Category: Condensed Matter

[17] viXra:1805.0341 [pdf] submitted on 2018-05-18 10:58:45

Magnonic Interferometer

Authors: George Rajna
Comments: 57 Pages.

Researchers have designed an interferometer that works with magnetic quasiparticles called magnons, rather than photons as in conventional interferometers. [35] A technique to manipulate electrons with light could bring quantum computing up to room temperature. [34] The USTC Microcavity Research Group in the Key Laboratory of Quantum Information has perfected a 4-port, all-optically controlled non-reciprocal multifunctional photonic device based on a magnetic-field-free optomechanical resonator. [33] To address this technology gap, a team of engineers from the National University of Singapore (NUS) has developed an innovative microchip, named BATLESS, that can continue to operate even when the battery runs out of energy. [32] Stanford researchers have developed a water-based battery that could provide a cheap way to store wind or solar energy generated when the sun is shining and wind is blowing so it can be fed back into the electric grid and be redistributed when demand is high. [31] Researchers at AMOLF and the University of Texas have circumvented this problem with a vibrating glass ring that interacts with light. They thus created a microscale circulator that directionally routes light on an optical chip without using magnets. [30] Researchers have discovered three distinct variants of magnetic domain walls in the helimagnet iron germanium (FeGe). [29] Magnetic materials that form helical structures—coiled shapes comparable to a spiral staircase or the double helix strands of a DNA molecule—occasionally exhibit exotic behavior that could improve information processing in hard drives and other digital devices. [28] In a new study, researchers have designed "invisible" magnetic sensors—sensors that are magnetically invisible so that they can still detect but do not distort the surrounding magnetic fields. [27]
Category: Condensed Matter

[16] viXra:1805.0339 [pdf] submitted on 2018-05-18 14:22:46

Energy Spectra of Quantum Dots

Authors: Markus Johanssen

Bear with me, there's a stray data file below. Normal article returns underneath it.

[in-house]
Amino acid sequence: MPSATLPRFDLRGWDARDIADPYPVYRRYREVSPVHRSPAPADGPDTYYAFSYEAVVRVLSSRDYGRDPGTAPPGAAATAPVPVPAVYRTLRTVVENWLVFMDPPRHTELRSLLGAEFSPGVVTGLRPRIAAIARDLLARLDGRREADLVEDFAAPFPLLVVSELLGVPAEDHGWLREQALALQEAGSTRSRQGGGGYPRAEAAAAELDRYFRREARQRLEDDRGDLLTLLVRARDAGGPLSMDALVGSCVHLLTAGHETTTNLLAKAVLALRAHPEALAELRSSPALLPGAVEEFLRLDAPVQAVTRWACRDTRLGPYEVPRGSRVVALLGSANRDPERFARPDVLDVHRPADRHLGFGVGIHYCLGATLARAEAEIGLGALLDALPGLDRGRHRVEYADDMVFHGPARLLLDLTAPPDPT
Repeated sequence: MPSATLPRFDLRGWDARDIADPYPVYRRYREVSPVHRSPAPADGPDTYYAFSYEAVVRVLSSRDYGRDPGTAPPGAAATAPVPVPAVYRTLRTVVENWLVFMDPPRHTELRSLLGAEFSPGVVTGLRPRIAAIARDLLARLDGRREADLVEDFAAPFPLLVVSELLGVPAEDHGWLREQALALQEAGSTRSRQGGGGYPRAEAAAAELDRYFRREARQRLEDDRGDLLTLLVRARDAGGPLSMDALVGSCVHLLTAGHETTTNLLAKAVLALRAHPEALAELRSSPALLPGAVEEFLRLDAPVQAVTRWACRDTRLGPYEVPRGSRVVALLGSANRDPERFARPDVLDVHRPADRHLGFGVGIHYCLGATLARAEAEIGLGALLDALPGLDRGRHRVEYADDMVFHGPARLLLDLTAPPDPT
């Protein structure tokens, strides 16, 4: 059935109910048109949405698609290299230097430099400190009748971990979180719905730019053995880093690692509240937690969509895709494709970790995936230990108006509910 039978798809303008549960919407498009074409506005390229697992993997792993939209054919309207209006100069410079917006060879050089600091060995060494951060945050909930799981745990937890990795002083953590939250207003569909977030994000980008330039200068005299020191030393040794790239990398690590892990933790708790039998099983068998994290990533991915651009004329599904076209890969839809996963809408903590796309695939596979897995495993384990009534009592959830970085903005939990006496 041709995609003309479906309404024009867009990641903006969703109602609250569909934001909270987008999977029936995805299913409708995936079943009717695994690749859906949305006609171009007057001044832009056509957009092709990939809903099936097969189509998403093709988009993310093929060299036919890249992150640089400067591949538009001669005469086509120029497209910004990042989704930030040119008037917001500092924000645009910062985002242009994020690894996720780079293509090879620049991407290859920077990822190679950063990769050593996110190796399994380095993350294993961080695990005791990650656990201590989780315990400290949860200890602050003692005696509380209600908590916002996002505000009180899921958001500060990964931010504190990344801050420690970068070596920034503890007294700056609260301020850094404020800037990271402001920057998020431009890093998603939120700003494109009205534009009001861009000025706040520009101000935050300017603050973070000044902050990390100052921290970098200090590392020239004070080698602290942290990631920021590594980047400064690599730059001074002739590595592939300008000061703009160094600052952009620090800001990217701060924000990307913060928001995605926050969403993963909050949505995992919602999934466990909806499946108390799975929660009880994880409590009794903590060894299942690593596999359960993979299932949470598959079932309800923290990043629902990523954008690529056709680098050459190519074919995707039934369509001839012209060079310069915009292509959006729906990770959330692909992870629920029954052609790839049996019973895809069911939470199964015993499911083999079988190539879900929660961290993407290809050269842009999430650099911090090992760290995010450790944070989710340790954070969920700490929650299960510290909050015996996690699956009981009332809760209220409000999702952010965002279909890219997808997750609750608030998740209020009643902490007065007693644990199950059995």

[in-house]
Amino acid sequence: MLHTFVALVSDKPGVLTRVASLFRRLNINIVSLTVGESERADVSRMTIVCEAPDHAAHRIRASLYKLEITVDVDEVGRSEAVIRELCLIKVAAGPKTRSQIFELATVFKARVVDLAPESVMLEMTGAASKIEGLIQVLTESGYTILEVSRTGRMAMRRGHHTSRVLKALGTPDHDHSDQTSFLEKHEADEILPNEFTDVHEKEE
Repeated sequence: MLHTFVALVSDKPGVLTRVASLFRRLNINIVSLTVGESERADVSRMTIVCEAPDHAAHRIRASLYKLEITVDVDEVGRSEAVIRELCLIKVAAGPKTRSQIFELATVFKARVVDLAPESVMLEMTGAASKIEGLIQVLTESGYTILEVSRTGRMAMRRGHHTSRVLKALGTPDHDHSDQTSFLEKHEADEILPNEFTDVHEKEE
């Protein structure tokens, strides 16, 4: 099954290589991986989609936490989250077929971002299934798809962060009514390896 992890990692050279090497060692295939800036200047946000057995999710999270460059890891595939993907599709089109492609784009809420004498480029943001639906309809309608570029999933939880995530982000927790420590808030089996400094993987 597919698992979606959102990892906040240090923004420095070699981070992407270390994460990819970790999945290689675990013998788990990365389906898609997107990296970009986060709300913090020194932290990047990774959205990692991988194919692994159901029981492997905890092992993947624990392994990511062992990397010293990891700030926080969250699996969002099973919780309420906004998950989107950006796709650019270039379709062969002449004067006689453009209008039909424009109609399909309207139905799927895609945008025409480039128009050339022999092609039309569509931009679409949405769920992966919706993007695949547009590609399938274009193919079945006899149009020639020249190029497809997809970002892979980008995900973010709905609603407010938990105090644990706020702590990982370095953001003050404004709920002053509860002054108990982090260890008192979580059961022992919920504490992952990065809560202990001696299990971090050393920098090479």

Comments: 2 Pages.

This is the energy spectra for quantum dot emissions
Category: Condensed Matter

[15] viXra:1805.0306 [pdf] submitted on 2018-05-15 12:59:56

Van der Waals Material

Authors: George Rajna
Comments: 40 Pages.

The unusual electronic and magnetic properties of van der Waals (vdW) materials, made up of many 'stacked' 2-D layers, offer potential for future electronics, including spintronics. [26] Researchers at the University of Tokyo used an efficient method to create chiral materials using circularly polarized light. [25] Yale physicists have uncovered hints of a time crystal—a form of matter that "ticks" when exposed to an electromagnetic pulse—in the last place they expected: a crystal you might find in a child's toy. [24] The research shows that concentrated electrolytes in solution affect hydrogen bonding, ion interactions, and coordination geometries in currently unpredictable ways. [23] An exotic state of matter that is dazzling scientists with its electrical properties, can also exhibit unusual optical properties, as shown in a theoretical study by researchers at A*STAR. [22] The breakthrough was made in the lab of Andrea Alù, director of the ASRC's Photonics Initiative. Alù and his colleagues from The City College of New York, University of Texas at Austin and Tel Aviv University were inspired by the seminal work of three British researchers who won the 2016 Noble Prize in Physics for their work, which teased out that particular properties of matter (such as electrical conductivity) can be preserved in certain materials despite continuous changes in the matter's form or shape. [21] Researchers at the University of Illinois at Urbana-Champaign have developed a new technology for switching heat flows 'on' or 'off'. [20] Thermoelectric materials can use thermal differences to generate electricity. Now there is an inexpensive and environmentally friendly way of producing them with the simplest tools: a pencil, photocopy paper, and conductive paint. [19] A team of researchers with the University of California and SRI International has developed a new type of cooling device that is both portable and efficient. [18] Thermal conductivity is one of the most crucial physical properties of matter when it comes to understanding heat transport, hydrodynamic evolution and energy balance in systems ranging from astrophysical objects to fusion plasmas. [17]
Category: Condensed Matter

[14] viXra:1805.0278 [pdf] submitted on 2018-05-13 10:06:51

Coupled Diffusion of Impurity Atoms and Point Defects in Silicon Crystals

Authors: O.I. Velichko
Comments: In English, 215 pages, 91 figures, 556 references, Contents and Preliminary